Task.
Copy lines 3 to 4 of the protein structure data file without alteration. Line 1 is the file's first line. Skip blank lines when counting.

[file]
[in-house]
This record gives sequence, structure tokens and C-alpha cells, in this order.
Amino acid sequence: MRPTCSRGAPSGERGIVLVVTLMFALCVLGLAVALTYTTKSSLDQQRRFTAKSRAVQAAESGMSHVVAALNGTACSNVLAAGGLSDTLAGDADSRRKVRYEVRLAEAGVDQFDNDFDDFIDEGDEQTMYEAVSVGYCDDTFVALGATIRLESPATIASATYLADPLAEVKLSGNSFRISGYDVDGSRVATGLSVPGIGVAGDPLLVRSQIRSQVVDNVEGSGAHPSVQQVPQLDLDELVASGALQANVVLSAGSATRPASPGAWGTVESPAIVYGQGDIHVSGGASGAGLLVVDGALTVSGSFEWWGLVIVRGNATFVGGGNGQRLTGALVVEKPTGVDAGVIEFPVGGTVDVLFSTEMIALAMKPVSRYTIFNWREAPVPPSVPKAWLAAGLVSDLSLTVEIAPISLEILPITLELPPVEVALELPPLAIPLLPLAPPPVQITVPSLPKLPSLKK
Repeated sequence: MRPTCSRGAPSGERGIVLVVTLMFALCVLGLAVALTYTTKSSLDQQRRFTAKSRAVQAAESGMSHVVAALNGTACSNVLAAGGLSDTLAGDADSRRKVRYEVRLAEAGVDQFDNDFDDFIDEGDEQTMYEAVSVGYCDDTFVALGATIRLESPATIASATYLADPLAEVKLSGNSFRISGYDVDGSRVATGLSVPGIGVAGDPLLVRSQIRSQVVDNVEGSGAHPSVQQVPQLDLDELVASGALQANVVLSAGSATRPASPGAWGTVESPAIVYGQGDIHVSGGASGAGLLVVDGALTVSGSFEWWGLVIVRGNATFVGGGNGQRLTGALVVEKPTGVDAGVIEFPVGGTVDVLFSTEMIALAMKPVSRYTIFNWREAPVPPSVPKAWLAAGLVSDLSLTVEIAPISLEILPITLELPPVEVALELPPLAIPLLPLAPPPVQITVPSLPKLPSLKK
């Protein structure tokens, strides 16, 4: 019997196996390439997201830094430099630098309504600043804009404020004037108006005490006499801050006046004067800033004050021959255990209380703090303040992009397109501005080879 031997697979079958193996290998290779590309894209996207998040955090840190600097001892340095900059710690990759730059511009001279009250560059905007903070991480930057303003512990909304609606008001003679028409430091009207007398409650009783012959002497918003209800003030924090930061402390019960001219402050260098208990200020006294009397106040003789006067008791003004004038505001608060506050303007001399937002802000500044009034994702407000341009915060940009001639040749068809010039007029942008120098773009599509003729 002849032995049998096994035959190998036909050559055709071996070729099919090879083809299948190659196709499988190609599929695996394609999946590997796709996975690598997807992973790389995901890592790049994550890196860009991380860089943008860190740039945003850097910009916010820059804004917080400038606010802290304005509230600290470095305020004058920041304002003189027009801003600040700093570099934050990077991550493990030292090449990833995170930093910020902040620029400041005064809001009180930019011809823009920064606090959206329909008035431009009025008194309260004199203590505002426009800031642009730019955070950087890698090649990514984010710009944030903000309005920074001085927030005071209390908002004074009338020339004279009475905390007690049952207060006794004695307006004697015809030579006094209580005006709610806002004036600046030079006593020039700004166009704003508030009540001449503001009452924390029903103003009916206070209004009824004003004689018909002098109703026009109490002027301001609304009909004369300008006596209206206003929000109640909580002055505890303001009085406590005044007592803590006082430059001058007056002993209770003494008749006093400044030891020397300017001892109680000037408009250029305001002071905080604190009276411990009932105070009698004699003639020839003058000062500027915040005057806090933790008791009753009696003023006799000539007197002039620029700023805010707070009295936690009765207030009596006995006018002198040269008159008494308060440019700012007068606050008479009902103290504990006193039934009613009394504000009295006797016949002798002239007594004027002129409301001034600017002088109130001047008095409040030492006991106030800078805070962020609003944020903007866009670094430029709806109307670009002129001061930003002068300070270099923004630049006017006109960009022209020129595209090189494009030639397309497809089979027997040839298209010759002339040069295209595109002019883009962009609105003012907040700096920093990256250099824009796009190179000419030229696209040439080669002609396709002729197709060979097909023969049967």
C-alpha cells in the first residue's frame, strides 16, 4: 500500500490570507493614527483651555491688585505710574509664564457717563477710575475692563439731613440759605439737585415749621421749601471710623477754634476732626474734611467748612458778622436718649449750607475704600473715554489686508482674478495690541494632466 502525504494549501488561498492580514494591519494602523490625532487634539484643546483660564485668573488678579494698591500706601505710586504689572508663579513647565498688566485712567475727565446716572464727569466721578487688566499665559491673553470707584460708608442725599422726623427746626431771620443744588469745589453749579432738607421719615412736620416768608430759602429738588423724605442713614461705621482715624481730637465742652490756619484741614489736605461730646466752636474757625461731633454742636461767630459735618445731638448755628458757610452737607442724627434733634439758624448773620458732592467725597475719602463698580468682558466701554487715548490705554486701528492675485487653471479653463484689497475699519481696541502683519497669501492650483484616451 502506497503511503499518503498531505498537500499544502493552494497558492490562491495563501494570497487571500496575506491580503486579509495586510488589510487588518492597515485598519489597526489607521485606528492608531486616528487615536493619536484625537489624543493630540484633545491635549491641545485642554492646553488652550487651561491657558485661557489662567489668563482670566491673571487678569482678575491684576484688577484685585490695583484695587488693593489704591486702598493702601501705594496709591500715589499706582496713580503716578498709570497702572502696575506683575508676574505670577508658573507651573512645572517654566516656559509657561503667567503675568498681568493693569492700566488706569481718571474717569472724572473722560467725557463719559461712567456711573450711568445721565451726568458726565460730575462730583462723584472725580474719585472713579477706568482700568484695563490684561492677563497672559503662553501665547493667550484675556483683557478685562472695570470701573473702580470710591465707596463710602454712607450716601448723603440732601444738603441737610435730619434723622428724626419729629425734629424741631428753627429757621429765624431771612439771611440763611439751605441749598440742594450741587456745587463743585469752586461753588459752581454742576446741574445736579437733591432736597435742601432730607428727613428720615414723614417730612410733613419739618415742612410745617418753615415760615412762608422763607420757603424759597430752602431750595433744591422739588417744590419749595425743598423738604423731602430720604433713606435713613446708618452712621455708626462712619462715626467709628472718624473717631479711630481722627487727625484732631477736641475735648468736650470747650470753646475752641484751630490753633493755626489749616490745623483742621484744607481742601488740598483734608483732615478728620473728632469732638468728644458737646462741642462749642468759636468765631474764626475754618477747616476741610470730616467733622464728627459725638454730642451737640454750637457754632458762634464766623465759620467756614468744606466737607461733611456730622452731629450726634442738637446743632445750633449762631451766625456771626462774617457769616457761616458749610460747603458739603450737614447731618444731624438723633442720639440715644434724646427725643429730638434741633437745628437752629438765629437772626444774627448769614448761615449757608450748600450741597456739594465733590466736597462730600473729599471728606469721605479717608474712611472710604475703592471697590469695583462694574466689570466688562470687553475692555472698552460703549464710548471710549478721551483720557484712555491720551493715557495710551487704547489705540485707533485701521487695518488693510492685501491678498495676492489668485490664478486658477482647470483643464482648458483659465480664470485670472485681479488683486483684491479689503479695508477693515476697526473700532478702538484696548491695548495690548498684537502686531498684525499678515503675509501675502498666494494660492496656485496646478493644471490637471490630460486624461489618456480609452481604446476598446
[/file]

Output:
Amino acid sequence: MRPTCSRGAPSGERGIVLVVTLMFALCVLGLAVALTYTTKSSLDQQRRFTAKSRAVQAAESGMSHVVAALNGTACSNVLAAGGLSDTLAGDADSRRKVRYEVRLAEAGVDQFDNDFDDFIDEGDEQTMYEAVSVGYCDDTFVALGATIRLESPATIASATYLADPLAEVKLSGNSFRISGYDVDGSRVATGLSVPGIGVAGDPLLVRSQIRSQVVDNVEGSGAHPSVQQVPQLDLDELVASGALQANVVLSAGSATRPASPGAWGTVESPAIVYGQGDIHVSGGASGAGLLVVDGALTVSGSFEWWGLVIVRGNATFVGGGNGQRLTGALVVEKPTGVDAGVIEFPVGGTVDVLFSTEMIALAMKPVSRYTIFNWREAPVPPSVPKAWLAAGLVSDLSLTVEIAPISLEILPITLELPPVEVALELPPLAIPLLPLAPPPVQITVPSLPKLPSLKK
Repeated sequence: MRPTCSRGAPSGERGIVLVVTLMFALCVLGLAVALTYTTKSSLDQQRRFTAKSRAVQAAESGMSHVVAALNGTACSNVLAAGGLSDTLAGDADSRRKVRYEVRLAEAGVDQFDNDFDDFIDEGDEQTMYEAVSVGYCDDTFVALGATIRLESPATIASATYLADPLAEVKLSGNSFRISGYDVDGSRVATGLSVPGIGVAGDPLLVRSQIRSQVVDNVEGSGAHPSVQQVPQLDLDELVASGALQANVVLSAGSATRPASPGAWGTVESPAIVYGQGDIHVSGGASGAGLLVVDGALTVSGSFEWWGLVIVRGNATFVGGGNGQRLTGALVVEKPTGVDAGVIEFPVGGTVDVLFSTEMIALAMKPVSRYTIFNWREAPVPPSVPKAWLAAGLVSDLSLTVEIAPISLEILPITLELPPVEVALELPPLAIPLLPLAPPPVQITVPSLPKLPSLKK